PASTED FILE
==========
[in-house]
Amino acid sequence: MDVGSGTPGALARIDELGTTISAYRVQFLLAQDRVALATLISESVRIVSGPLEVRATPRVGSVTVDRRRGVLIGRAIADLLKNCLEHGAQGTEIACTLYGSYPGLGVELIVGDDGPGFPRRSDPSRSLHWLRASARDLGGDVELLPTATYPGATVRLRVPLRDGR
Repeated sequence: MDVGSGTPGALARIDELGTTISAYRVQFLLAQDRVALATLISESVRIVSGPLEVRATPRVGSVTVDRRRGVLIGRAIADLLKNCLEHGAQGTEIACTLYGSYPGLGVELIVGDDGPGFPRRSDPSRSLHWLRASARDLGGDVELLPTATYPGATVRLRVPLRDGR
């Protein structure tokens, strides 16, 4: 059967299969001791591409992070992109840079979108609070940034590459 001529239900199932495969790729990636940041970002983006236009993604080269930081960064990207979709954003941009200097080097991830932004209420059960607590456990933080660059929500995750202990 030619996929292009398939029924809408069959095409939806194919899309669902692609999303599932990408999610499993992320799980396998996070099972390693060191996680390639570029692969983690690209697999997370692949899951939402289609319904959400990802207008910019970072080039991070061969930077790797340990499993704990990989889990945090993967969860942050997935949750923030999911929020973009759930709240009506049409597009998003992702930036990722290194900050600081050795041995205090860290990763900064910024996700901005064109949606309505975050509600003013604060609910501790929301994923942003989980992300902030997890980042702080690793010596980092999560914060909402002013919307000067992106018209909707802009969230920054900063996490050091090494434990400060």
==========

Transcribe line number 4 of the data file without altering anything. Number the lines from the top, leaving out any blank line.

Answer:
């Protein structure tokens, strides 16, 4: 059967299969001791591409992070992109840079979108609070940034590459 001529239900199932495969790729990636940041970002983006236009993604080269930081960064990207979709954003941009200097080097991830932004209420059960607590456990933080660059929500995750202990 030619996929292009398939029924809408069959095409939806194919899309669902692609999303599932990408999610499993992320799980396998996070099972390693060191996680390639570029692969983690690209697999997370692949899951939402289609319904959400990802207008910019970072080039991070061969930077790797340990499993704990990989889990945090993967969860942050997935949750923030999911929020973009759930709240009506049409597009998003992702930036990722290194900050600081050795041995205090860290990763900064910024996700901005064109949606309505975050509600003013604060609910501790929301994923942003989980992300902030997890980042702080690793010596980092999560914060909402002013919307000067992106018209909707802009969230920054900063996490050091090494434990400060």